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Rate of CGT on sale of beach hut

My instinct says HMRC will class it as 'residential'

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Dear All,

Just wondering if anyone here has had a client make a gain on a beach hut, since HMRC published different rates for residential and non-residential gains.

As the summary says, my instinct is that HMRC will treat this as a sale of residential property, despite the fact that you cannot live in the property on a full time basis (no sleeping area or bathroom).

Anyone have any idea what rate the gain will be subject to?

Thanks in advance

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26th Jun 2019 15:04

What does the legislation say? HMRC are subject to the law; they can't just make stuff up. Well they can but it's not then beyond challenge.

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to Accountant A
26th Jun 2019 15:10

Being truly honest, I skimmed the legislation before posting here in the hope that someone had dealt with it in recent times.

Yes half of the correspondence we receive from them seems made up!

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to We're_all_mad_here
26th Jun 2019 15:15

The clue is in the question, how does the legislation define residential for the purposes of the 28% and 20% dividing line?

Ie does it refer to a "dwelling" or "dwelling house"?
I don't know personally, but that will then in turn answer your question.

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26th Jun 2019 15:15

I've not read the legislation either but it's difficult to see how a hut without bedroom or bathroom could be described as a residential property in ordinary parlance (which is obviously not the determining factor).

What's the Council Tax position? Is the use of the hut restricted by lease, etc.?

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to Accountant A
26th Jun 2019 15:22

I do not know the point re lease, however I am lead to believe that non domestic business rates are paid to the council.

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26th Jun 2019 15:22

For most of these huts overnight stays are actually not allowed. I would suggest that it cannot therefore be classified as a 'residential' property since you can't reside in it.

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26th Jun 2019 15:26

Thanks all.

I will check out the legislation re: definition of a dwelling to see whether this applies.

It looks like I fell in to an age old trap of reading an out of date This is Money article, which was written before the 2016-17 CGT rate changes (i.e. that stated 18% and 28%)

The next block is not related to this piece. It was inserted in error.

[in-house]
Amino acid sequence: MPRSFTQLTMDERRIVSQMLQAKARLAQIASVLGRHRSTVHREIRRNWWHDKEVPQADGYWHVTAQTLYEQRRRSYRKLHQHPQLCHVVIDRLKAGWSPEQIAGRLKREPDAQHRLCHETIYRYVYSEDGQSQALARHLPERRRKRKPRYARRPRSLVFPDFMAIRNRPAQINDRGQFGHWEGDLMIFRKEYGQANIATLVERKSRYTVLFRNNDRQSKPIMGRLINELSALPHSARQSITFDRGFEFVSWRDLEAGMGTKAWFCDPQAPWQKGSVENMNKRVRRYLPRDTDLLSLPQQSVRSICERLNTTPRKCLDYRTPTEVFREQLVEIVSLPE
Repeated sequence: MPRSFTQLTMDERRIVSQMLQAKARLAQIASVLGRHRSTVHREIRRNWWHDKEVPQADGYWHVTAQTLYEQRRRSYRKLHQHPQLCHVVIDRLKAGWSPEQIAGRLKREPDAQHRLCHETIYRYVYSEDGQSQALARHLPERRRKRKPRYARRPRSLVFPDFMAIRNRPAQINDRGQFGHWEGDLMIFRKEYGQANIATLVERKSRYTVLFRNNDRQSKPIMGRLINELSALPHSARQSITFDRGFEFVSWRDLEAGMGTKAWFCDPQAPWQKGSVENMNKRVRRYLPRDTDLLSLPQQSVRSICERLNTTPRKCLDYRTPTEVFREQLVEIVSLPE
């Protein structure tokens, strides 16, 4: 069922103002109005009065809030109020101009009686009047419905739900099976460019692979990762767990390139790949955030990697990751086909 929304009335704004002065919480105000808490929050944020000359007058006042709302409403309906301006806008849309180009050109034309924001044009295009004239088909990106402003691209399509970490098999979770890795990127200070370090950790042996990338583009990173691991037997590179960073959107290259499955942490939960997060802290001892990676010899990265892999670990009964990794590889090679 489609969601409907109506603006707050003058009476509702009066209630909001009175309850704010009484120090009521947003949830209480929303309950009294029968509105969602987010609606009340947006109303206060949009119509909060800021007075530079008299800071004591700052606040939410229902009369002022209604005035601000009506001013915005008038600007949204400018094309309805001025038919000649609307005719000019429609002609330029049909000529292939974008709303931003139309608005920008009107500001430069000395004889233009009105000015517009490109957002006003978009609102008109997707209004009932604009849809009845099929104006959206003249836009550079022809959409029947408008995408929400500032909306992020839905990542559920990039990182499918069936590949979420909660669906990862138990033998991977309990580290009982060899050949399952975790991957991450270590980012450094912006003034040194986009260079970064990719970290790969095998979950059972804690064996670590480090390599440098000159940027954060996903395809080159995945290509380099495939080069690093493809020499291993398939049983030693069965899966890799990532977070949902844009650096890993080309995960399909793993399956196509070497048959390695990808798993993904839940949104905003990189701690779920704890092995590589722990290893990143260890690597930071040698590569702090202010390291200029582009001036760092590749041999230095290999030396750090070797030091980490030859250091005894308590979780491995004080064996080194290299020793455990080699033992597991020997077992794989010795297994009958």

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26th Jun 2019 15:27

The answer is plain as day in the legislation. It's obvious. It's simple.

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26th Jun 2019 19:00

You need to read Aweb more diligently. Only yesterday I posted a link here re this. See:

https://www.accountingweb.co.uk/any-answers/how-to-calculate-cgt-of-fore...

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By 356B
to Justin Bryant
26th Jun 2019 19:28

But on a different thread..........................

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to 356B
27th Jun 2019 09:06

That's my point!

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to Justin Bryant
27th Jun 2019 10:57

Liniking to a thread you posted a link in, rather than just reposting the link is the lowest form of complete fuchtardery IMO.

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to Vile Nortin Naipaan
01st Jul 2019 11:20

But the point would be rather lost then wouldn't it (possibly you don't bother reading anything diligently or more likely you are simply too thick to get simple & obvious points like that)?

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to Justin Bryant
01st Jul 2019 11:31

It's a vain point. (Vain as in useless.)

Thus:

- do you read every post on every thread yourself?
- do you think we all should?

Or perhaps you think we should all view AWeb solely through your profile? To see if The Great Man has deigned to speak to His subjects?

That's not fuchtardery, but it's pretty narcissistic. Vain, even. (See what I did there?)

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01st Jul 2019 16:26

even so do we know the rate... we use? No one appears to have put their chips down?

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to Tom 7000
01st Jul 2019 16:29

Everybody knows the rate to be used. It's just that nobody can be arsed with stating the bleeding obvious.

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